Introduction • The Gift of Invention • The Lawsuit
Seventeen years ago, a spine surgeon called an engineer at Sofamor Danek (now Medtronic Spine and Biologics) and said he had just used their new Orion Cervical Plate. He said it was a nice device, but there were some problems with it. He asked if he could make some suggestions.
The engineer said, “No thanks.” He told the surgeon that if he thought he could do a better job, he should do it himself.
The Gift of Invention
Gary Michelson, M.D. did exactly that. Now, $1.35 billion dollars and 955 patents later, Michelson is on the Forbes magazine annual list of the 400 richest Americans. He was listed at No. 290 in 2010, with a net worth estimated at $1.4 billion.
In a 2005 interview with Orthopedics This Week, Michelson said he did not want to be a business man. “I wanted to practice medicine. I did not want to get rich from medical devices. That is not why I patented them. I wanted to insulate myself from the business side of things.”
Having had the gift of being able to take things apart and put them back together as a kid, inventing was not hard for Michelson. He said the only difficult part in inventing is identifying the problem. Solving it is much easier.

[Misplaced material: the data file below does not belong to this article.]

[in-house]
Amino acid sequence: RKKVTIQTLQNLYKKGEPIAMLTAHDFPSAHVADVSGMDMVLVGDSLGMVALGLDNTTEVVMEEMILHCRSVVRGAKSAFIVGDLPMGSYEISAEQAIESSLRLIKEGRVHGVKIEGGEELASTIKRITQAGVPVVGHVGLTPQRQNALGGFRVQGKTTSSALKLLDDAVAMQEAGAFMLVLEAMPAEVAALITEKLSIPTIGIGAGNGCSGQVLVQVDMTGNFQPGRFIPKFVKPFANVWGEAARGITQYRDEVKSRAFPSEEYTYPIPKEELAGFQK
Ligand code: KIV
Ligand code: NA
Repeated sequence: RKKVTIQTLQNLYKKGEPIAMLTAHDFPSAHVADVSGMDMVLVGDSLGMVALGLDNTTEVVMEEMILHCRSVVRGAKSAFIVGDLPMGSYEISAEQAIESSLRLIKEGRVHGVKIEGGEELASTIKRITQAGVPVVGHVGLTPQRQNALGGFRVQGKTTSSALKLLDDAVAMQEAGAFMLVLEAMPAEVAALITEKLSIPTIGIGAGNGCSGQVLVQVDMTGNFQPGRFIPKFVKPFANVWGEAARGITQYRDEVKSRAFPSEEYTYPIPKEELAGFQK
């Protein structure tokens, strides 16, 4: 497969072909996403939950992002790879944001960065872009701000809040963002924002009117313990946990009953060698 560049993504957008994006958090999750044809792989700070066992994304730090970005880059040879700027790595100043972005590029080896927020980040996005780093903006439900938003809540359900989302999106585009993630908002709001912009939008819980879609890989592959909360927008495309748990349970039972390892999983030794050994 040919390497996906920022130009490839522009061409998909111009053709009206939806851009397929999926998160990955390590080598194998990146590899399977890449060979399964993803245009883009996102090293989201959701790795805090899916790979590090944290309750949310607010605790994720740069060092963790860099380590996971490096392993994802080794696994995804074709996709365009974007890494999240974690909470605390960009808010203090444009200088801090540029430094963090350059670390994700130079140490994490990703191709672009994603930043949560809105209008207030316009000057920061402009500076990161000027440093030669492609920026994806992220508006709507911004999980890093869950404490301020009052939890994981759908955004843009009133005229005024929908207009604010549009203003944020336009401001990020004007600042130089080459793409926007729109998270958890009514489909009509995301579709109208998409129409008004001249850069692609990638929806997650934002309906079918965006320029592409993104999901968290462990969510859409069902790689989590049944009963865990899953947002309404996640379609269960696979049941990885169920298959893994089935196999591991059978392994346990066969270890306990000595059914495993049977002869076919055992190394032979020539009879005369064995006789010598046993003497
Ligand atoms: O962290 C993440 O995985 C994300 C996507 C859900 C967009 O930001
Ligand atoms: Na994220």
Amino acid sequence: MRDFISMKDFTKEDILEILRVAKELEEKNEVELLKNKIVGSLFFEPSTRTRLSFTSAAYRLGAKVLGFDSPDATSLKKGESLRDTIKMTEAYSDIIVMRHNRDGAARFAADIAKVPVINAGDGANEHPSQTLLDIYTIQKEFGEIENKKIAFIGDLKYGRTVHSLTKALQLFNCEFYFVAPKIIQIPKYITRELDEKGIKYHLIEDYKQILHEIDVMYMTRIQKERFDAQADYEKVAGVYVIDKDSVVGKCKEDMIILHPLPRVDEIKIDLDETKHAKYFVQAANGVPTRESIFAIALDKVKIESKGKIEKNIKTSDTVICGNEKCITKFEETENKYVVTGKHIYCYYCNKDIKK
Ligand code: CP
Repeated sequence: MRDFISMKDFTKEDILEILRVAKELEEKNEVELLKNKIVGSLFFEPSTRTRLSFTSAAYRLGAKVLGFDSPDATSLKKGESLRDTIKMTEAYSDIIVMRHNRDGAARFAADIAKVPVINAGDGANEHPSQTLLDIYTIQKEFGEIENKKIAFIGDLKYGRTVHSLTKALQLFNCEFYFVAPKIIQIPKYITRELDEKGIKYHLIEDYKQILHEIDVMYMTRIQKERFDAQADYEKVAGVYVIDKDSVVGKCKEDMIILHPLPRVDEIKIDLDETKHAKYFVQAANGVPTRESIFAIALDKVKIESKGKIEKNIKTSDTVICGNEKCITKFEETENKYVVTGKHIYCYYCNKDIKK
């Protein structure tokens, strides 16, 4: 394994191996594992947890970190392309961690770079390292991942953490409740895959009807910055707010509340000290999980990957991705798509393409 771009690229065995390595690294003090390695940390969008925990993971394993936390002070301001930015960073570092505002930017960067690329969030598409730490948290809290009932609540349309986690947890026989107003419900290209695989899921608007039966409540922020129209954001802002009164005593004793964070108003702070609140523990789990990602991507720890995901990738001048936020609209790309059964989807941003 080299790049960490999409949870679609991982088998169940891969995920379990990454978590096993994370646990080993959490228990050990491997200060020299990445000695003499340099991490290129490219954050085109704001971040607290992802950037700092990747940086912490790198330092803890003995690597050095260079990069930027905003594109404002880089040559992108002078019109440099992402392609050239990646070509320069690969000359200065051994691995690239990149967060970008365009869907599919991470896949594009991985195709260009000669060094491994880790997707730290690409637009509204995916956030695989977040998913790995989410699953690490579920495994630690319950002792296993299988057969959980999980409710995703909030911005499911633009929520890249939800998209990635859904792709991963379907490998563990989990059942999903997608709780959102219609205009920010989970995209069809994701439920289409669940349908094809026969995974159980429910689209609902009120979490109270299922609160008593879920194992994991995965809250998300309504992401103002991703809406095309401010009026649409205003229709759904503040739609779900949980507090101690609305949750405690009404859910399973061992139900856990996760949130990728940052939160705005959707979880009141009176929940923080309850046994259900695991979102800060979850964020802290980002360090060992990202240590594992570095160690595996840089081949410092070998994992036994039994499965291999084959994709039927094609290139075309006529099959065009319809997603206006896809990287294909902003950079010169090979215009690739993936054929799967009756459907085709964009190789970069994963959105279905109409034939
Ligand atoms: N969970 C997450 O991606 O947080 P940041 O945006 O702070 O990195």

For instance, during one surgery he thought to himself, “I cannot leave this piece of bone behind, it’s too big…I never invented something in the abstract and then wondered what it will be useful for,” said Michelson.
That led him to develop a small set of instruments which were the right size and right shape for treating different spurs and osteophites. He eventually made a deal with Sofamor Danek to develop his patented devices.
However, in 2001 the company filed a lawsuit against him for allegedly attempting to license his inventions to competing spinal implant companies.
He countersued Medtronic and accused the firm of failing to aggressively develop his inventions and pay him royalties.
A jury awarded Michelson $510 million in punitive and compensatory damages. Eventually, in order to settle all claims, he agreed to accept $1.35 billion and sell the company a range of inventions and technologies
Michelson’s experience and settlement will be seen by some as a watershed moment in the relationship between spine surgeons and device companies. A new health care economic environment is pushing payers to demand that products be safer, more effective and cost effective than previous products.